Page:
I waited seven years for a sequel to one of my favorite games, and I got a satisfying yet flawed experience. What I didn’t expect was that it would inspire me to start playing the guitar.

The Last of Us Part II is dark and violent, but some of the moments I enjoyed the most were when I had the chance to play an acoustic guitar. Some of them were scripted scenes to further the story, but there are several optional scenes that gave me the freedom to use the instrument and strum my own music and sounds. Aside from making great use of the DualShock 4 controller, playing a series of random notes was undoubtedly enjoyable, despite having no knowledge of the instrument. It was a fun diversion, but it didn’t inspire me to get up and actually purchase a guitar to learn it myself.

Instead, my interest piqued when I saw several videos posted online of players performing covers to real songs. I was enamored with how Naughty Dog successfully managed to turn a simple throwaway element into something both incredibly detailed and complex. The idea of playing a virtual guitar isn’t new. Games like Guitar Hero had plastic guitars that allowed me to play real songs. I felt these games watered down the skill and practice needed to play the instrument by using color-coded buttons and simple button inputs. While enjoyable in their own right, these games never inspired me to learn to play the guitar in the way TLOU2 did.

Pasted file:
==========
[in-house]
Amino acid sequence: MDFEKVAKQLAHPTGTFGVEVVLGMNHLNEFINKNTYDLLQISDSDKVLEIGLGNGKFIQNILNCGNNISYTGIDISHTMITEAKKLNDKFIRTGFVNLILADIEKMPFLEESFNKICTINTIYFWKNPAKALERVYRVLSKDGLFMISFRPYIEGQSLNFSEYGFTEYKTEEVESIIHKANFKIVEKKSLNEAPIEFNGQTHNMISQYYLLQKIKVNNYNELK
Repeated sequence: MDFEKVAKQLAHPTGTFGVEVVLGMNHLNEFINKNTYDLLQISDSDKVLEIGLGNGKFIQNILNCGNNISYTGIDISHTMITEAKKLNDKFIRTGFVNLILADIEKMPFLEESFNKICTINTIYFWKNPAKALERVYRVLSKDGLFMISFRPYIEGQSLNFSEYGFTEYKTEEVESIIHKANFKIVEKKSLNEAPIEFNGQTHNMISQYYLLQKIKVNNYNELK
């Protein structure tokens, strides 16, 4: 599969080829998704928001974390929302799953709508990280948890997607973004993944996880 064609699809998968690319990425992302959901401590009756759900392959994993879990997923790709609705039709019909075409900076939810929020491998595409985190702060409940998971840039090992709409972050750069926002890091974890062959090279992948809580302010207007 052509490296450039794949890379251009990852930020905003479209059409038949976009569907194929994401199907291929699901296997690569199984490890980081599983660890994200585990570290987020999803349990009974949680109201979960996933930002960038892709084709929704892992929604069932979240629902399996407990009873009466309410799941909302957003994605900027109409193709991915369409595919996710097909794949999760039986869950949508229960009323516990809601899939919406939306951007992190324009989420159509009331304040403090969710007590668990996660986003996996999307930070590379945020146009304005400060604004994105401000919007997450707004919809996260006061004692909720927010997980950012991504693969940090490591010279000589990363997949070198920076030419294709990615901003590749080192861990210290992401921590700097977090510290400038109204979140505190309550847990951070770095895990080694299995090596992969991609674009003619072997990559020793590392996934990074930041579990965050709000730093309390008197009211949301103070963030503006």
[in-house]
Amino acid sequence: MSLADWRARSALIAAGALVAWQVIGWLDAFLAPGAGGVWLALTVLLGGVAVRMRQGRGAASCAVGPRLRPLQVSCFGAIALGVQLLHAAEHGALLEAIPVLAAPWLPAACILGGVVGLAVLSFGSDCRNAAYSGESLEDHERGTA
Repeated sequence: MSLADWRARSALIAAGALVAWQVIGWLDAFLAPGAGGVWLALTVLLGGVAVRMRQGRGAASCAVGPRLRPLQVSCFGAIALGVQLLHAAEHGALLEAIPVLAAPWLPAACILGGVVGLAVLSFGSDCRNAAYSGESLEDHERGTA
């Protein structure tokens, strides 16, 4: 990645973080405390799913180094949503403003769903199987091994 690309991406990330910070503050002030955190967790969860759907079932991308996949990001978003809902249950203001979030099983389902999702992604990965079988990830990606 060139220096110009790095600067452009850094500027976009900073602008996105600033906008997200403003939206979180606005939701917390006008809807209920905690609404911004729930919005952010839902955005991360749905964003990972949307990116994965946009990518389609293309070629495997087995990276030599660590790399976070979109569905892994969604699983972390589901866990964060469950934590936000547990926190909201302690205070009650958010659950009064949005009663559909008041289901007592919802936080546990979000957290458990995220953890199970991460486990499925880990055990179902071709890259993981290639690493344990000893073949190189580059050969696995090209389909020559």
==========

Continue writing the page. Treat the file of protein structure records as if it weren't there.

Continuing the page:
So after I beat the game, I went out and purchased an acoustic guitar of my very own. I did a little research on which guitar to buy and ended up purchasing the Yamaha F335 after reading an article from our sister site, The Strategist, that listed several great acoustic guitars for beginners.

The main obstacle I faced was how I was going to learn to play in the real world. There’s a pandemic going on right now, and it’s not exactly smart (or safe) for me to travel somewhere to learn from an individual with an intermediate knowledge of the instrument. So I improvised. I looked at a few videos on YouTube to get a better idea of the anatomy of the instrument. A friend of mine suggested that I use an app called Yousician, which I downloaded on my iPad and started learning the basics like which strings are which and even more intricate details like the fretboard and how to tune your strings. The hardest part was the pain: I haven’t yet developed calluses yet, so I have to keep taking breaks.

I expected The Last of Us Part II to stick with me long after I finished playing, but I didn’t think that meant spending weeks trying to learn fingerstyle guitar playing.

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